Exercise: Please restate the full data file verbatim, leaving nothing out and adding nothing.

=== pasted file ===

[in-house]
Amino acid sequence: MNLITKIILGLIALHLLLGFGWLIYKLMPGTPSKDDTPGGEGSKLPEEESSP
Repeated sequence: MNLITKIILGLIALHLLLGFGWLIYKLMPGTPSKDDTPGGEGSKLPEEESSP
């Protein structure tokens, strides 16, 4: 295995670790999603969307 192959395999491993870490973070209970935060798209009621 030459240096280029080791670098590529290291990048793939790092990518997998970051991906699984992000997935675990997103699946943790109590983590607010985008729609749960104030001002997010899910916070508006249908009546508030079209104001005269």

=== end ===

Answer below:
[in-house]
Amino acid sequence: MNLITKIILGLIALHLLLGFGWLIYKLMPGTPSKDDTPGGEGSKLPEEESSP
Repeated sequence: MNLITKIILGLIALHLLLGFGWLIYKLMPGTPSKDDTPGGEGSKLPEEESSP
């Protein structure tokens, strides 16, 4: 295995670790999603969307 192959395999491993870490973070209970935060798209009621 030459240096280029080791670098590529290291990048793939790092990518997998970051991906699984992000997935675990997103699946943790109590983590607010985008729609749960104030001002997010899910916070508006249908009546508030079209104001005269």